Press-rights group urges Iran to release journalist jailed for BBC interview

Conditions in many of Iran’s prisons fall well short of international standards. (File/Getty Images)
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Updated 15 May 2020

Press-rights group urges Iran to release journalist jailed for BBC interview

  • BBC Persian condemned the continuing attempts by the Iranian authorities to suppress freedom of speech
  • The Revolutionary Court of Tehran charged Fathi with “spreading lies and disrupting public opinion”

LONDON: The Committee to Protect Journalists (CPJ) on Thursday called on Iran to release a journalist serving an 18-month sentence in a notorious Tehran prison for giving an interview to the BBC.
Hassan Fathi, a freelance columnist and former editor of the Iranian daily Ettelaat, is an inmate at Evin Prison. His jail term began on May 6 after he lost an appeal against his 2018 conviction, the Human Rights Activists News Agency (HRANA) reported.
Fathi told the UK-based Iran International television channel that he was arrested on May 26, 2018 after he talked to BBC Persian Television about the re-election of President Hassan Rouhani. The Revolutionary Court of Tehran charged him with “spreading lies and disrupting public opinion,” and released him on bail in June 2018, he said.
The Tehran Appeals Court rejected his final appeal on May 2 this year and ordered him to begin his sentence, according to HRANA.
BBC Persian condemned the continuing attempts by the Iranian authorities to suppress freedom of speech.
“The long and continuing campaign of harassment against BBC Persian by the Iranian authorities has been extended to other international media outlets and, in the case of Hassan Fathi, to independent analysts and contributors,” a BBC Persian spokesman told Arab News. “These attempts to stifle free expression were condemned in an unprecedented joint statement at the UNHRC (United Nations Human Rights Council) in March of this year.”
The CPJ urged the Iranian authorities to release Fathi immediately and drop the charges against him.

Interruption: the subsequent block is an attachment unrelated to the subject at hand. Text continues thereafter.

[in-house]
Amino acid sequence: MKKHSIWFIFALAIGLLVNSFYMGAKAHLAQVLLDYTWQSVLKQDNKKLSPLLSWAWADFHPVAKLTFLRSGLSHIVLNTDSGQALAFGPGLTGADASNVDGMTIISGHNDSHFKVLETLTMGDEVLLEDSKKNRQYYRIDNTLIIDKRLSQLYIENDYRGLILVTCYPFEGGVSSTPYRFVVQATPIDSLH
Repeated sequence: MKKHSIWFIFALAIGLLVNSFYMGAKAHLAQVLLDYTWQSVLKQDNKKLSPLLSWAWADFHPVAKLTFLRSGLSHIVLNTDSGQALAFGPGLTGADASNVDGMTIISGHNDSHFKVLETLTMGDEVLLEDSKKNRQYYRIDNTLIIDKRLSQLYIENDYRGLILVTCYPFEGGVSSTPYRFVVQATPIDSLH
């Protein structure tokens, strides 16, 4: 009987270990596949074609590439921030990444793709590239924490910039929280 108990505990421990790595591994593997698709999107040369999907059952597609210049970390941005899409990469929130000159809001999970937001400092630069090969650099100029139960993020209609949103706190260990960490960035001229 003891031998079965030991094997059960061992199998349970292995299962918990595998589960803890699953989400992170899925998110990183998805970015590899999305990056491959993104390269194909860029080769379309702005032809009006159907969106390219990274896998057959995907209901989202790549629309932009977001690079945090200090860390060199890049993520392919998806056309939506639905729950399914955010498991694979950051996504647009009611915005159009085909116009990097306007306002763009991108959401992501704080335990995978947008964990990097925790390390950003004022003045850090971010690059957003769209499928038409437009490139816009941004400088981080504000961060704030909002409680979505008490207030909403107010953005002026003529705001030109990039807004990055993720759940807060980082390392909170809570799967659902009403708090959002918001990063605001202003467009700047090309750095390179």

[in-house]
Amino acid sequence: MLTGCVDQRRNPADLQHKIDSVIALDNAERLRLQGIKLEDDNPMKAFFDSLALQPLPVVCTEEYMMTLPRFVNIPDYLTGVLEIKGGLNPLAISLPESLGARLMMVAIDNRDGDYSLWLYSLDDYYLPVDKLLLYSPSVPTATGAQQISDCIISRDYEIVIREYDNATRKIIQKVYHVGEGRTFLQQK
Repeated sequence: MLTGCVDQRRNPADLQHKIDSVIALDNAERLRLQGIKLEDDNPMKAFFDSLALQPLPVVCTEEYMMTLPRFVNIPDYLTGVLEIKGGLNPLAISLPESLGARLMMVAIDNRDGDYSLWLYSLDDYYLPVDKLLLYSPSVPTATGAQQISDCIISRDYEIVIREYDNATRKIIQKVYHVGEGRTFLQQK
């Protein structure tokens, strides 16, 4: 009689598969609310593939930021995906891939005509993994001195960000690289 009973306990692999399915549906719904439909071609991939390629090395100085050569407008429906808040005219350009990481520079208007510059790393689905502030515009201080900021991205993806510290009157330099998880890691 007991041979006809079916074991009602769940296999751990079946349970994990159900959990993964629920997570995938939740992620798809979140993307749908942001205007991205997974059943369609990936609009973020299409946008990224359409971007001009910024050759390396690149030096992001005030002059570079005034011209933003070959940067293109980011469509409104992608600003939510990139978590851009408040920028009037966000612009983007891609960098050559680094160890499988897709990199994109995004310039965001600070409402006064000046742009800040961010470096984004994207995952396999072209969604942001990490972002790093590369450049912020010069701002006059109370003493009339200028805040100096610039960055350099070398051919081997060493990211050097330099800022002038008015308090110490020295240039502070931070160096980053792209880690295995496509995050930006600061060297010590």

“Iranian authorities must stop their absurd practice of imprisoning journalists solely for speaking to foreign media outlets, especially during a pandemic when any jail term could be a potential death sentence,” said Sherif Mansour, the organization’s Middle East and North Africa program coordinator.
Many human-rights groups have condemned the Iranian government for failing to protect inmates from COVID-19 during the pandemic and urged it to release political prisoners. Amnesty International, for example, called on the “Iranian authorities to immediately and unconditionally release all prisoners of conscience.”
Conditions in many of Iran’s prisons fall well short of international standards. They are overcrowded, poorly ventilated, have limited hot-water facilities and are infested with insects, making them breeding grounds for the coronavirus.


Zimbabwean film industry makes Netflix debut with ‘Cook Off’

Updated 02 June 2020

Zimbabwean film industry makes Netflix debut with ‘Cook Off’

  • The romantic film is about a struggling single mother who finds love during a cooking competition

HARARE: Zimbabwean film Cook Off, a romance about a struggling single mother who finds love during a cooking competition, premiered on Netflix on Monday, a debut that its makers hope will propel the country’s small film sector to global audiences.

Zimbabwe often grabs headlines for its economic woes and political crises, but producer Joe Njagu said the film sought to project a different image.

“I wanted the world to know that there is more to Zimbabwe than what they hear. We also fall in love, we also enjoy nice food. We also have very nice stories,” said Njagu.

With a production budget of only $8,000, Njagu said he used his personal relationships with the cast and crew to sign deferred contracts and to bring on board studio owners and equipment hire companies without making immediate payment.

The low budget film was shot in 2017 but very few people in Zimbabwe had heard of it, even after it won several awards at international film festivals, including in the Netherlands, South Africa and US. Everything changed two and half months ago, when Netflix, the world’s leading entertainment streaming service with 189 million paid viewers, came knocking on the door.

“It’s a big ‘hello, this is Zimbabwe we are here.’ It’s an opportunity for us to introduce our content to the rest of the world. It’s really a big deal for us,” Njagu said.

He would not say how much the Netflix deal was worth but that it was enough to pay the deferred expenses and make a profit.

The film creators are now in talks with Netflix about possible future productions while television stations in Europe, Africa, US also want to air Cook Off.

“It’s a different story, it’s no longer deferred payments, it’s now commissioned work, it’s now getting budgets to do productions,” he said.

“We can’t fall short anymore. This is the world stage.”